A variety of pharmacologic and mechanical means can be used to prevent thromboembolic disease following total hip or knee arthroplasty. The existing pharmacologic options are parenteral heparin, fondaparinux, oral warfarin, and oral acetylsalicylic acid. An oral form of heparin as well as direct thrombin inhibitors of factors IIa, IXa, and Xa are being developed in the hope of discovering an agent that effectively prevents thrombi formation but carries a low risk of bleeding complications. Mechanical prophylaxis devices include foot pumps, calf pumps, and calf and thigh pumps for standard pneumatic compression, sequential compression, or rapid inflation compression. Although an ideal prophylaxis does not exist, a multimodal approach incorporating pharmacologic and mechanical prophylaxis has been proved safe and effective. The published recommendations of the American College of Chest Physicians (ACCP) for deep venous thrombosis prophylaxis of total joint patients are widely used throughout the world. These ACCP guidelines have a rigorous foundation in evidence-based medicine and meet the requirements of many oversight groups; some recommendations also meet the standards of certain state and federal programs. In the view of many orthopaedic surgeons, however, these ACCP guidelines have some notable disadvantages. The routine use of relatively aggressive pharmacologic prophylaxis has led to complication rates higher than those reported in the studies used by the ACCP. Equivalent results have been achieved in reducing symptomatic deep venous thrombosis, pulmonary embolisms, and deaths with less aggressive, less expensive prophylaxis protocols that still meet the requirements of recently enacted federal programs that monitor deep venous thrombosis.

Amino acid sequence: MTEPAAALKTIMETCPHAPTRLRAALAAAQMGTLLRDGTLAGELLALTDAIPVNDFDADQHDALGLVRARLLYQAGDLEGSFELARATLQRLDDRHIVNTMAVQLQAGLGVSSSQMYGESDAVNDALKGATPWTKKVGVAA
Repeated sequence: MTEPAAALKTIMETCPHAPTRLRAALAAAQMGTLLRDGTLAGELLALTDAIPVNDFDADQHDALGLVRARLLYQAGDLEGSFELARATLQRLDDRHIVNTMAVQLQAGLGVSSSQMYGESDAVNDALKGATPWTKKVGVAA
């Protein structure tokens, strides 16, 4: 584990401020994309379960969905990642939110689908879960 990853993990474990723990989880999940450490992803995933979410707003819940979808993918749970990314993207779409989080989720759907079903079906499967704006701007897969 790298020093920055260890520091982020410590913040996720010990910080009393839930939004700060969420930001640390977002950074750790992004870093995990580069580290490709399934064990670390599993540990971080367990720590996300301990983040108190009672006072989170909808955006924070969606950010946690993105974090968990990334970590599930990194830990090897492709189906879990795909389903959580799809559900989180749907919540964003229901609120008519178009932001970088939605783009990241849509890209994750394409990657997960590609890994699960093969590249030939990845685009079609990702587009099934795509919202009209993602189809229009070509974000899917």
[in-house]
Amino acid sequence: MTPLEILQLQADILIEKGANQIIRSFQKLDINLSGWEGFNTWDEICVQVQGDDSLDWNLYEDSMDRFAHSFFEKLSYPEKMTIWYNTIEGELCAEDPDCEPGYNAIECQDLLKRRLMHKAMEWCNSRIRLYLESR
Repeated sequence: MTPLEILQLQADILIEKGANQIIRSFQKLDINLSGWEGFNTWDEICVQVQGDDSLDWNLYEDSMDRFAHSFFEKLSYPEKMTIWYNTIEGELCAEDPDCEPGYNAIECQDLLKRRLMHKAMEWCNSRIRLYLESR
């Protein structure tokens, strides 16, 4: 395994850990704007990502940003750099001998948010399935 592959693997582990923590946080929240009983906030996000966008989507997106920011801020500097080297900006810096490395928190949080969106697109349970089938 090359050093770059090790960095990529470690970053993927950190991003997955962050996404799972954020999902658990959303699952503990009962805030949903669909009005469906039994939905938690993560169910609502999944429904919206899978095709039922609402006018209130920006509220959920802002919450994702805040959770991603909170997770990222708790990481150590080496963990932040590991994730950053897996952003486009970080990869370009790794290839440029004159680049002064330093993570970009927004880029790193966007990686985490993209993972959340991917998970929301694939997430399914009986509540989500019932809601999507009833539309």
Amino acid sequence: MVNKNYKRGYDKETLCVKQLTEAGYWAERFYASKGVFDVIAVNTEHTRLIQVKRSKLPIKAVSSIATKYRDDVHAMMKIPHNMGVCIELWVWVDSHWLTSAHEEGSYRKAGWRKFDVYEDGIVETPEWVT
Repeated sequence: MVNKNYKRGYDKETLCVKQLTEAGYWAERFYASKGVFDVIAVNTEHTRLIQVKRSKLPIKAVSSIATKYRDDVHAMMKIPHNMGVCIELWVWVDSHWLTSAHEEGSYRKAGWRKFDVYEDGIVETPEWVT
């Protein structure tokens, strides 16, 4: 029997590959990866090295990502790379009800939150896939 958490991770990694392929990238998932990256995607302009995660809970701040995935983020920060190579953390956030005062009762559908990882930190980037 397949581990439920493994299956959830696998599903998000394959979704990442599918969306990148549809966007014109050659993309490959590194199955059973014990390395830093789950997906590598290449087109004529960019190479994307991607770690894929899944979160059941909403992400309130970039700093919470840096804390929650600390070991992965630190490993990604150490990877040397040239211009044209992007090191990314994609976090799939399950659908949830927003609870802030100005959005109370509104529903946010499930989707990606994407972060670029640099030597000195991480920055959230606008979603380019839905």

|Number of pages||13|
|Journal||Instructional course lectures|
|State||Published - 2009|